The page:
More than half of women who rejoin the workforce feel disadvantaged compared to their peers

professional woman checking emails

Over half of women who rejoined the workforce following a career break to have children reported that they felt disadvantaged compared to their peers when they returned to work.

A recent Robert Walters Survey revealed that 53% reported that they felt at a disadvantage when they returned to work and 56% said that they had struggled to return to work at the same level.

There is a widespread perception that they are at a disadvantage compared to their peers after returning to work following a break from their career to raise children.

In a market where the competition for top talent is increasingly fierce, employers cannot afford to risk alienating professional women who have returned to the workforce.

"Providing effective support for those who choose to return to work and ensuring that they are made fully aware of the value their employer places on their contribution is vital," Sally Martin, Director, Robert Walters.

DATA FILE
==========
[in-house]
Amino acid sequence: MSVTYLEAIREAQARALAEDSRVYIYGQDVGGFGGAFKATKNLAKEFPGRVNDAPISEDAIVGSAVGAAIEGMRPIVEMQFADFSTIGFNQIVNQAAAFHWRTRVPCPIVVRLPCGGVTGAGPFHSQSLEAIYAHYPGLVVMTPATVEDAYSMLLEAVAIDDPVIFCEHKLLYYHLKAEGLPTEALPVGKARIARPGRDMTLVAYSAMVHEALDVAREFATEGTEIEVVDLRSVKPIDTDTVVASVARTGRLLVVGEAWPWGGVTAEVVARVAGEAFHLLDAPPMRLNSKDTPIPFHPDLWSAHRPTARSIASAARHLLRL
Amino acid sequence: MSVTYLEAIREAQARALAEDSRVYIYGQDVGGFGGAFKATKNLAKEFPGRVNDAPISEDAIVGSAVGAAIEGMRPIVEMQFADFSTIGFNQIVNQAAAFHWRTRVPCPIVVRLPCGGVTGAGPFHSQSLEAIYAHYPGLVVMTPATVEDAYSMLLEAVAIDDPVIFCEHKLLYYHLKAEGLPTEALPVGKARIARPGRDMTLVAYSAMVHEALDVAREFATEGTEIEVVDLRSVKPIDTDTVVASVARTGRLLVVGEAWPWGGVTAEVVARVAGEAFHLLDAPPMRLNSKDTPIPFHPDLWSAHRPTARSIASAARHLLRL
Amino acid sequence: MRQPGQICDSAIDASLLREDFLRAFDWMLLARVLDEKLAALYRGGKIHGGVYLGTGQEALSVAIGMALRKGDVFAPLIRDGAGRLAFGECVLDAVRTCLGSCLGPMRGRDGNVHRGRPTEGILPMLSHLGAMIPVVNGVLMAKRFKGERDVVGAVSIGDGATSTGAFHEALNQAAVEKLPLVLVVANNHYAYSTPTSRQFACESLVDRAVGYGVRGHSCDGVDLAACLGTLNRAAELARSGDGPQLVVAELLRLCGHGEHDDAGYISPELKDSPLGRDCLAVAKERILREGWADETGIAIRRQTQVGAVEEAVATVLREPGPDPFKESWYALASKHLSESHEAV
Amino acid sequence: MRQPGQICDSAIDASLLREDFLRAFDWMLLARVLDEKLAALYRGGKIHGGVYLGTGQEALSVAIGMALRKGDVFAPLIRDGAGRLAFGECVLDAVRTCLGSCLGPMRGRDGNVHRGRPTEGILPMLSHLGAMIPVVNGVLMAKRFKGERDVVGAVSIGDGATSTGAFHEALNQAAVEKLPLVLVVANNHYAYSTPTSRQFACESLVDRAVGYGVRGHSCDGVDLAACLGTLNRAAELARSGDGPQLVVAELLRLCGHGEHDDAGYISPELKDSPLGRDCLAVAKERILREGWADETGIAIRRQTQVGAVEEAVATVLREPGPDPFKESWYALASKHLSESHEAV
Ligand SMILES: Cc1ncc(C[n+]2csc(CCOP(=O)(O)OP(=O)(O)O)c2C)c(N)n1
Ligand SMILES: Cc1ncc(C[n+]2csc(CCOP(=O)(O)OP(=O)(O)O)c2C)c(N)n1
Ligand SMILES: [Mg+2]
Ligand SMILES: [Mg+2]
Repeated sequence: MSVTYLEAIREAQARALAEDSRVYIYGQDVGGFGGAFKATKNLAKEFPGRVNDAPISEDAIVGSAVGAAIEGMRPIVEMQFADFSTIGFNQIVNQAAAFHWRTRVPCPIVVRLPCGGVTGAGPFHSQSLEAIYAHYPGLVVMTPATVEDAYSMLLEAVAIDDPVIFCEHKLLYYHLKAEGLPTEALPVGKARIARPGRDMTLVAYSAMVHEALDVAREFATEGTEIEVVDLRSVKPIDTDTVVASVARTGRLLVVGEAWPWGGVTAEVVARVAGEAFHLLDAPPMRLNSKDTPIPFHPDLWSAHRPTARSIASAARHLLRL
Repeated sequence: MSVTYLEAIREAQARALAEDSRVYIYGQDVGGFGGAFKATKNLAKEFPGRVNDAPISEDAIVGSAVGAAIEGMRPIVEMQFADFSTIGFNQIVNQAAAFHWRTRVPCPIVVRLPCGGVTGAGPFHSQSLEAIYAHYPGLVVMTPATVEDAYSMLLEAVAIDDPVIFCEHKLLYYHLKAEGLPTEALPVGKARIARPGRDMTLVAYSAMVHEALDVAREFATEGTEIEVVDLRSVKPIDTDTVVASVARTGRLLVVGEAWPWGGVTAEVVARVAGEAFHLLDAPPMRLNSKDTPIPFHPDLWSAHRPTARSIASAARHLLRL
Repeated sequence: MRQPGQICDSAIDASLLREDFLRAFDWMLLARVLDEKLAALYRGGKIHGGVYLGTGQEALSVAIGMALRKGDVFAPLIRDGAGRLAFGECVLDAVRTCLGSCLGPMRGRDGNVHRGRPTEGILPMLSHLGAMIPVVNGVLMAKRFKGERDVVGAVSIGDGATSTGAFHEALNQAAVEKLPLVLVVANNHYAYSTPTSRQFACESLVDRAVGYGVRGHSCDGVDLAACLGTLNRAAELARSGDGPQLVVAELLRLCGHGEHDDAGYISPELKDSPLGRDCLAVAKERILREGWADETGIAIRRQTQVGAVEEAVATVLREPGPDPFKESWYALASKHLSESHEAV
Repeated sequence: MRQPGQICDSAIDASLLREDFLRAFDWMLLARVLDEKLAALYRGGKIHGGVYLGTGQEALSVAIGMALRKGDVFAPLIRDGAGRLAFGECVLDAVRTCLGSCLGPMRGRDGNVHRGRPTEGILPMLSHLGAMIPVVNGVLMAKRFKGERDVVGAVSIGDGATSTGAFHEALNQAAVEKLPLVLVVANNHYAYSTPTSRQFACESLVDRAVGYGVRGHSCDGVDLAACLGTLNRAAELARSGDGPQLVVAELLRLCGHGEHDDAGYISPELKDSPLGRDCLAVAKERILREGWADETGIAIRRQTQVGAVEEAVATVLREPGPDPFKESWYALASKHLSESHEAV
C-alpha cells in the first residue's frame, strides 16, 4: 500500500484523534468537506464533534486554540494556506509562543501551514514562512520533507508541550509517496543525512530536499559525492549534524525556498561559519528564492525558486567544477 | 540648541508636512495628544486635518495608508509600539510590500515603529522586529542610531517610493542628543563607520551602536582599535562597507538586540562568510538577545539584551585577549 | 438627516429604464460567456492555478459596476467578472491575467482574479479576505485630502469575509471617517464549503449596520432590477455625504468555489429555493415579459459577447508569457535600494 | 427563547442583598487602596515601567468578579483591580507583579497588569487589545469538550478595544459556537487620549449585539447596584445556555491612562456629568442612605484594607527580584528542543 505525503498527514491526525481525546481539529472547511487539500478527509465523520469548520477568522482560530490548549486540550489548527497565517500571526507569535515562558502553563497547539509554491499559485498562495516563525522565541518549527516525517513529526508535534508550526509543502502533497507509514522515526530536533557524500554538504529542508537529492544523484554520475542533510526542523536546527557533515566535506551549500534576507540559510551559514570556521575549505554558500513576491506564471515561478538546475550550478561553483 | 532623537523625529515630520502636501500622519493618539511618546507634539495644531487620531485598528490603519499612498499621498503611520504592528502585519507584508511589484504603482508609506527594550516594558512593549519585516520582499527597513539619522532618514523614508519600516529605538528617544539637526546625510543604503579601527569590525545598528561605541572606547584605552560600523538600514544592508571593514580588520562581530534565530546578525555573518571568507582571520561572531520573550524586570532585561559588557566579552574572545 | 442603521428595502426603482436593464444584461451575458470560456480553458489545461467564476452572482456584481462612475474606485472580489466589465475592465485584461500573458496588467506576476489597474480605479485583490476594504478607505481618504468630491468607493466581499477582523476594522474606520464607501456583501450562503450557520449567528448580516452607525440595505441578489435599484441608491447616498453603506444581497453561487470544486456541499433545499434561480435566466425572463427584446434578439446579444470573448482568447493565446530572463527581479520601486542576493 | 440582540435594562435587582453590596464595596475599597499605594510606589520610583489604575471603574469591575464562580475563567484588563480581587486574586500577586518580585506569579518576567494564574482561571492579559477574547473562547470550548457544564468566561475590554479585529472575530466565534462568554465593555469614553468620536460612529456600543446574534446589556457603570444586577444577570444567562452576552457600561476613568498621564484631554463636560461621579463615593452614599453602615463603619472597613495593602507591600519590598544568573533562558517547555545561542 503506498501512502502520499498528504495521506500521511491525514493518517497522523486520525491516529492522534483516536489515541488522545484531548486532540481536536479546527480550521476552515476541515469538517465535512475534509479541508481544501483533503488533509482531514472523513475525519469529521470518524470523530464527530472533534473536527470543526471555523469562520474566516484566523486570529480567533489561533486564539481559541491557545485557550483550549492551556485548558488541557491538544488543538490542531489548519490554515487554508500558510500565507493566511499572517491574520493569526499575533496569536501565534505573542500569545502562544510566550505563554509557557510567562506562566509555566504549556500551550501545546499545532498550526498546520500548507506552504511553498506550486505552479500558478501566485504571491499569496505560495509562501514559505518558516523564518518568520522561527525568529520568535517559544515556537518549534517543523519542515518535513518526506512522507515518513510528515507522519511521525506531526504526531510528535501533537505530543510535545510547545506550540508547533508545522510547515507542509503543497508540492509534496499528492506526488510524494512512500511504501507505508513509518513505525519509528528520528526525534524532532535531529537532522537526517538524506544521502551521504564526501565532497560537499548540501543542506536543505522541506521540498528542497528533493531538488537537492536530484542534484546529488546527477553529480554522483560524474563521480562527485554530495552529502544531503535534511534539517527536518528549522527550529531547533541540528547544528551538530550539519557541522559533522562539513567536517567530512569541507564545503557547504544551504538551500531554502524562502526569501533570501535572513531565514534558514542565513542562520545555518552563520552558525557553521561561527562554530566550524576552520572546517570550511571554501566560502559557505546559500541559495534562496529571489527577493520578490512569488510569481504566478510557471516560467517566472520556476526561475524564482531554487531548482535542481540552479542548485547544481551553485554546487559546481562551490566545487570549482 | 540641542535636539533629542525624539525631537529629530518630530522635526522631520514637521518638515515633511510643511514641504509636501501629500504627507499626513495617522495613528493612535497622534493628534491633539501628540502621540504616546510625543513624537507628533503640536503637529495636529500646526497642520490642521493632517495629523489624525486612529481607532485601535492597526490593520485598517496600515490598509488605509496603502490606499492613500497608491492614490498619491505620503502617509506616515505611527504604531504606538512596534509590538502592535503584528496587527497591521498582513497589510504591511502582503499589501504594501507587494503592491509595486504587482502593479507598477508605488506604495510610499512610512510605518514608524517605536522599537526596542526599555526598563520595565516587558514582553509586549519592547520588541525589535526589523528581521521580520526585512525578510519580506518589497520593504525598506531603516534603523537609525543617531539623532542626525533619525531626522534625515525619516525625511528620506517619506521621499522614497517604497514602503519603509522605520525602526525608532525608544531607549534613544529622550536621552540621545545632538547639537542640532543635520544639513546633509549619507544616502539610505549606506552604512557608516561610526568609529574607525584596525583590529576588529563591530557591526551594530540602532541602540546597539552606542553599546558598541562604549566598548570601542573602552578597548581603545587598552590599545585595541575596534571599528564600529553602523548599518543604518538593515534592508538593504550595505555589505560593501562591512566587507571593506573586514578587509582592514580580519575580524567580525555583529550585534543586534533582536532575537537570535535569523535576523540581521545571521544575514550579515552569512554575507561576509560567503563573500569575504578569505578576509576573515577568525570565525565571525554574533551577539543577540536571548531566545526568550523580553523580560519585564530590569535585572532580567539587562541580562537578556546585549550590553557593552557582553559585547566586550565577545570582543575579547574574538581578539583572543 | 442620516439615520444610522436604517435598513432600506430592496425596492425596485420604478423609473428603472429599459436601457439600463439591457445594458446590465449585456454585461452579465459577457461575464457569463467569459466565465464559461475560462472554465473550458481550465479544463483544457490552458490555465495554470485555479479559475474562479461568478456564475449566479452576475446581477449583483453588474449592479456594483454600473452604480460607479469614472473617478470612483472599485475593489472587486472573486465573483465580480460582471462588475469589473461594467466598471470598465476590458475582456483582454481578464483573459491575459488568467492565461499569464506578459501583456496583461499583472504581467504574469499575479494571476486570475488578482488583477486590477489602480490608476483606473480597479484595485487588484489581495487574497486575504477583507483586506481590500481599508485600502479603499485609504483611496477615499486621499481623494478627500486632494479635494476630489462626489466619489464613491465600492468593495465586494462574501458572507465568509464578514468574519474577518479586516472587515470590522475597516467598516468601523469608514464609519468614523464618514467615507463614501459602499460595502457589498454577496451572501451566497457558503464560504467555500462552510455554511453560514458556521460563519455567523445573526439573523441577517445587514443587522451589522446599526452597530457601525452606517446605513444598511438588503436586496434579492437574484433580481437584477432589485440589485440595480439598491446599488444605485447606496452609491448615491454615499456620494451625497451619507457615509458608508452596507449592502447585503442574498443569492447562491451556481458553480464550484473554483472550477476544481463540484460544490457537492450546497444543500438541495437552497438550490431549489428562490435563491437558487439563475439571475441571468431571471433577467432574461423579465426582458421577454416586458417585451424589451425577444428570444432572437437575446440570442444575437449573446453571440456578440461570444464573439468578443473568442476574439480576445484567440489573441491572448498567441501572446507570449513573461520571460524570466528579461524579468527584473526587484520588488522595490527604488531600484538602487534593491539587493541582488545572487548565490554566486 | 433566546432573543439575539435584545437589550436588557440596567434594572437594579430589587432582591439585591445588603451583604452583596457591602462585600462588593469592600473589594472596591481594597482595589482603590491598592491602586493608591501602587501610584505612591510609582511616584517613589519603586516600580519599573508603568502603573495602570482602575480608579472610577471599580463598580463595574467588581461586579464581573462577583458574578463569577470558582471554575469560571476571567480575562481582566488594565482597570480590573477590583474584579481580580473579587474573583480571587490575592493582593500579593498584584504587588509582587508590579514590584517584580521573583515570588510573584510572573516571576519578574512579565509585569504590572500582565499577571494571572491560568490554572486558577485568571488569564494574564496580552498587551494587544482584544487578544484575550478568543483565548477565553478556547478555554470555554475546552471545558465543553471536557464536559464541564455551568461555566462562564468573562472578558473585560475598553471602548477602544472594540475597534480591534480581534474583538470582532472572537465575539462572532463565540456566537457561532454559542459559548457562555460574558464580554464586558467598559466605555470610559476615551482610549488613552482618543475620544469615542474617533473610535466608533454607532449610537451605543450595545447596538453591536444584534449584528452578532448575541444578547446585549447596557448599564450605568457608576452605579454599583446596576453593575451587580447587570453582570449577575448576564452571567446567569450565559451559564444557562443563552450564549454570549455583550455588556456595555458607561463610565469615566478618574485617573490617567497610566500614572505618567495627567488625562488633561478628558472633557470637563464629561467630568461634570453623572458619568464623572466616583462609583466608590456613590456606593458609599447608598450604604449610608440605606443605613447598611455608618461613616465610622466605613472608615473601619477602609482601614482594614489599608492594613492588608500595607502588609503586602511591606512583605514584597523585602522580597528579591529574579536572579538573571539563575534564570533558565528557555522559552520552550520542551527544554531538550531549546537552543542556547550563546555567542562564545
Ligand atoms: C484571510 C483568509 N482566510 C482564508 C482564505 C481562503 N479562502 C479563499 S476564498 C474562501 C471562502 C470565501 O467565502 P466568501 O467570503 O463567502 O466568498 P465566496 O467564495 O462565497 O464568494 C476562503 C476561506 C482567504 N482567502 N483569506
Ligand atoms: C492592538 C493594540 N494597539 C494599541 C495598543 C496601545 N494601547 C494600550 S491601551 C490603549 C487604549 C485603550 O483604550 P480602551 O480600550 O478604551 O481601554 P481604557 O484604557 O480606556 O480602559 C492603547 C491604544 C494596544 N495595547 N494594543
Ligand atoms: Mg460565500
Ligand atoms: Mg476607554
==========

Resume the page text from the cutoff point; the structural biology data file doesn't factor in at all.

Providing effective support for those who choose to return to work and ensuring that they are made fully aware of the value their employer places on their contribution is vital

Professional women want transparent management culture

The survey also investigated attitudes of women working in professional disciplines towards the management culture of their employer. The research showed that nearly half of women (45%) felt that the management culture at their current employer was not open and transparent.

It is essential that employers work hard to create a sense of trust between them and their employees. Hiring managers should not underestimate the importance that a reputation for openness and transparency can play in helping a company to attract top talent.

Employers creating a dialogue with women who have returned to the workforce to identify issues they may face is the first step to ensuring that such employees can be retained long term.

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